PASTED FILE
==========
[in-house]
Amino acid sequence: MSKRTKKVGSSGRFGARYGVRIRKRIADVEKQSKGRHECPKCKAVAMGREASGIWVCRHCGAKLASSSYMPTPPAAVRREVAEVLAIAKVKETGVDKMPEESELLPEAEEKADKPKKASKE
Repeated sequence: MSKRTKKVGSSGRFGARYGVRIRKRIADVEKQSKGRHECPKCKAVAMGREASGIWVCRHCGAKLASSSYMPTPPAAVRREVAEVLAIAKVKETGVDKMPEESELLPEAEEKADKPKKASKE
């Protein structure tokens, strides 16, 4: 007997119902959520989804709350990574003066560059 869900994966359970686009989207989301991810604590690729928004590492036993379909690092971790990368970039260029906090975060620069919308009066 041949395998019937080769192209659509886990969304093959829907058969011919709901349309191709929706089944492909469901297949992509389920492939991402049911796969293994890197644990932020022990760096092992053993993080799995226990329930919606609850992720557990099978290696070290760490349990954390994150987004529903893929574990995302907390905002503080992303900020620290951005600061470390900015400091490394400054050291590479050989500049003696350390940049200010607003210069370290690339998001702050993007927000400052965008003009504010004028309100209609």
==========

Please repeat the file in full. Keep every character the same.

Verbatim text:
[in-house]
Amino acid sequence: MSKRTKKVGSSGRFGARYGVRIRKRIADVEKQSKGRHECPKCKAVAMGREASGIWVCRHCGAKLASSSYMPTPPAAVRREVAEVLAIAKVKETGVDKMPEESELLPEAEEKADKPKKASKE
Repeated sequence: MSKRTKKVGSSGRFGARYGVRIRKRIADVEKQSKGRHECPKCKAVAMGREASGIWVCRHCGAKLASSSYMPTPPAAVRREVAEVLAIAKVKETGVDKMPEESELLPEAEEKADKPKKASKE
């Protein structure tokens, strides 16, 4: 007997119902959520989804709350990574003066560059 869900994966359970686009989207989301991810604590690729928004590492036993379909690092971790990368970039260029906090975060620069919308009066 041949395998019937080769192209659509886990969304093959829907058969011919709901349309191709929706089944492909469901297949992509389920492939991402049911796969293994890197644990932020022990760096092992053993993080799995226990329930919606609850992720557990099978290696070290760490349990954390994150987004529903893929574990995302907390905002503080992303900020620290951005600061470390900015400091490394400054050291590479050989500049003696350390940049200010607003210069370290690339998001702050993007927000400052965008003009504010004028309100209609």